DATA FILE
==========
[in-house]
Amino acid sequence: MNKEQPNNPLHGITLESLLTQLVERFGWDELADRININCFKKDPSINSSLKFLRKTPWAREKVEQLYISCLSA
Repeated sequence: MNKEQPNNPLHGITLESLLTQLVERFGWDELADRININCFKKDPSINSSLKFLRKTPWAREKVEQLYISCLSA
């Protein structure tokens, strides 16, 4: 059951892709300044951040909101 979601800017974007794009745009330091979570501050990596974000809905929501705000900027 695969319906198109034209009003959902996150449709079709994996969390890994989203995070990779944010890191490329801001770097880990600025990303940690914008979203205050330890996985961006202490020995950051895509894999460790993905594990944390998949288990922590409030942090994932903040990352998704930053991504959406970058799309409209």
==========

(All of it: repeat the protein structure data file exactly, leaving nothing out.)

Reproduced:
[in-house]
Amino acid sequence: MNKEQPNNPLHGITLESLLTQLVERFGWDELADRININCFKKDPSINSSLKFLRKTPWAREKVEQLYISCLSA
Repeated sequence: MNKEQPNNPLHGITLESLLTQLVERFGWDELADRININCFKKDPSINSSLKFLRKTPWAREKVEQLYISCLSA
């Protein structure tokens, strides 16, 4: 059951892709300044951040909101 979601800017974007794009745009330091979570501050990596974000809905929501705000900027 695969319906198109034209009003959902996150449709079709994996969390890994989203995070990779944010890191490329801001770097880990600025990303940690914008979203205050330890996985961006202490020995950051895509894999460790993905594990944390998949288990922590409030942090994932903040990352998704930053991504959406970058799309409209």